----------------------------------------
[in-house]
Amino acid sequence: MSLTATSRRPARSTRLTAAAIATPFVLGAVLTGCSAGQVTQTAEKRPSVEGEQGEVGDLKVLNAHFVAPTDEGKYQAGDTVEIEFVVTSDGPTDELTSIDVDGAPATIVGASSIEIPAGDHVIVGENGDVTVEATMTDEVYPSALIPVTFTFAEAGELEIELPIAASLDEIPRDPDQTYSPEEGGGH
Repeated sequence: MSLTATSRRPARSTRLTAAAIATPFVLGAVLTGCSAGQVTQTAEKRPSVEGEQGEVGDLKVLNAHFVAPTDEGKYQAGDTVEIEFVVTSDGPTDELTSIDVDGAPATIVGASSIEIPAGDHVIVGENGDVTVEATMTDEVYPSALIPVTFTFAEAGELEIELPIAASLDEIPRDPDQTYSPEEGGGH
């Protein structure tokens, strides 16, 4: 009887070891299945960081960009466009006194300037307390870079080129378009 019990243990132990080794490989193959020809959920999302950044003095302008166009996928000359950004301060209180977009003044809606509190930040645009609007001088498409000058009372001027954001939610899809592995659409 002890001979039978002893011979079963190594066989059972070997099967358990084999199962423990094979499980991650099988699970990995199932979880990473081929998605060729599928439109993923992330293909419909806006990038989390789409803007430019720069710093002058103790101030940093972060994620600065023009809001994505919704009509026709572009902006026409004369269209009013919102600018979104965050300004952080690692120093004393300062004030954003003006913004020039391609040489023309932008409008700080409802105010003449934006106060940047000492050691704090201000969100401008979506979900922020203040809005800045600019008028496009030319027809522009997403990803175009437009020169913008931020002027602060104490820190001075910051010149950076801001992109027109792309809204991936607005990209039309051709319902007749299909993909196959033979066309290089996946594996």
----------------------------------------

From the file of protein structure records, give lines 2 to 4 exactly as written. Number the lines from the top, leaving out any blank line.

Amino acid sequence: MSLTATSRRPARSTRLTAAAIATPFVLGAVLTGCSAGQVTQTAEKRPSVEGEQGEVGDLKVLNAHFVAPTDEGKYQAGDTVEIEFVVTSDGPTDELTSIDVDGAPATIVGASSIEIPAGDHVIVGENGDVTVEATMTDEVYPSALIPVTFTFAEAGELEIELPIAASLDEIPRDPDQTYSPEEGGGH
Repeated sequence: MSLTATSRRPARSTRLTAAAIATPFVLGAVLTGCSAGQVTQTAEKRPSVEGEQGEVGDLKVLNAHFVAPTDEGKYQAGDTVEIEFVVTSDGPTDELTSIDVDGAPATIVGASSIEIPAGDHVIVGENGDVTVEATMTDEVYPSALIPVTFTFAEAGELEIELPIAASLDEIPRDPDQTYSPEEGGGH
């Protein structure tokens, strides 16, 4: 009887070891299945960081960009466009006194300037307390870079080129378009 019990243990132990080794490989193959020809959920999302950044003095302008166009996928000359950004301060209180977009003044809606509190930040645009609007001088498409000058009372001027954001939610899809592995659409 002890001979039978002893011979079963190594066989059972070997099967358990084999199962423990094979499980991650099988699970990995199932979880990473081929998605060729599928439109993923992330293909419909806006990038989390789409803007430019720069710093002058103790101030940093972060994620600065023009809001994505919704009509026709572009902006026409004369269209009013919102600018979104965050300004952080690692120093004393300062004030954003003006913004020039391609040489023309932008409008700080409802105010003449934006106060940047000492050691704090201000969100401008979506979900922020203040809005800045600019008028496009030319027809522009997403990803175009437009020169913008931020002027602060104490820190001075910051010149950076801001992109027109792309809204991936607005990209039309051709319902007749299909993909196959033979066309290089996946594996």